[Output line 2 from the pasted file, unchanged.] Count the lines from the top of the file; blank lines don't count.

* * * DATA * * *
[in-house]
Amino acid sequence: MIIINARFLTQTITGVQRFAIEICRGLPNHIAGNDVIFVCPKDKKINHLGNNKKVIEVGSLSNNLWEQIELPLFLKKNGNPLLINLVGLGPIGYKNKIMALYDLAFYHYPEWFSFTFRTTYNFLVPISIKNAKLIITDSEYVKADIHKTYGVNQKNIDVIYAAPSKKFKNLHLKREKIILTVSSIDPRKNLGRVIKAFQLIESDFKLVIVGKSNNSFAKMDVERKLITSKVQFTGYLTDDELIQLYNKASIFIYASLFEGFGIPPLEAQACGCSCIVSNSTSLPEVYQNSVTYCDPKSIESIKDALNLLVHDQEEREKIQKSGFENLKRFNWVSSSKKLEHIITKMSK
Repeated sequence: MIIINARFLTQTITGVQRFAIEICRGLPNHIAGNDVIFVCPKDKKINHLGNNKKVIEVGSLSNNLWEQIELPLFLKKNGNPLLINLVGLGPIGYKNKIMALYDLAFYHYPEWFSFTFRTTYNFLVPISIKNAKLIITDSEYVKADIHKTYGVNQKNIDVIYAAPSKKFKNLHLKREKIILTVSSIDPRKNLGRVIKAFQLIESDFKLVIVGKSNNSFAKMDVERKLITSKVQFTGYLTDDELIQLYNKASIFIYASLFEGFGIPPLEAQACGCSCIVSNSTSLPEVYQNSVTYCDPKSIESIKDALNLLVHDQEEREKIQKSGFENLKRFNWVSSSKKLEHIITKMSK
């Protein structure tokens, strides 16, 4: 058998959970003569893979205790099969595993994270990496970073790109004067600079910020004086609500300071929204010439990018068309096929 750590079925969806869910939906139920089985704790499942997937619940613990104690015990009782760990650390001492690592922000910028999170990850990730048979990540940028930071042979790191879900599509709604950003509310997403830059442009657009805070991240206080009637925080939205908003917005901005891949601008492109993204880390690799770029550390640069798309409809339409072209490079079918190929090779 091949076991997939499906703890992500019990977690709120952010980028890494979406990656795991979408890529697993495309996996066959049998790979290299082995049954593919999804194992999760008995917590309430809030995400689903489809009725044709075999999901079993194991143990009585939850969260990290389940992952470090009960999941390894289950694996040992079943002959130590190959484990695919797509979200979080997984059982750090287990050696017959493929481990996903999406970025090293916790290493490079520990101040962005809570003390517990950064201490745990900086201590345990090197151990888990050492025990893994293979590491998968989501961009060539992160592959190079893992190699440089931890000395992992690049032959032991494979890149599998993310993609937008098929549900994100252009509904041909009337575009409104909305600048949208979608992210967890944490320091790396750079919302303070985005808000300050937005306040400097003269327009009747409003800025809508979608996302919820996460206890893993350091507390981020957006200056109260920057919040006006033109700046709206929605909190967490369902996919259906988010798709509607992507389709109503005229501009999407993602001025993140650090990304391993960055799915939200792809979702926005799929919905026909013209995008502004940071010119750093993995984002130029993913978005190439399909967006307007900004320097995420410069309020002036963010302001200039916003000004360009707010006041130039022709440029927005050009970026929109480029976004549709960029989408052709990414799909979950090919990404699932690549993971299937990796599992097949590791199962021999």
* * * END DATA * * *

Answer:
Amino acid sequence: MIIINARFLTQTITGVQRFAIEICRGLPNHIAGNDVIFVCPKDKKINHLGNNKKVIEVGSLSNNLWEQIELPLFLKKNGNPLLINLVGLGPIGYKNKIMALYDLAFYHYPEWFSFTFRTTYNFLVPISIKNAKLIITDSEYVKADIHKTYGVNQKNIDVIYAAPSKKFKNLHLKREKIILTVSSIDPRKNLGRVIKAFQLIESDFKLVIVGKSNNSFAKMDVERKLITSKVQFTGYLTDDELIQLYNKASIFIYASLFEGFGIPPLEAQACGCSCIVSNSTSLPEVYQNSVTYCDPKSIESIKDALNLLVHDQEEREKIQKSGFENLKRFNWVSSSKKLEHIITKMSK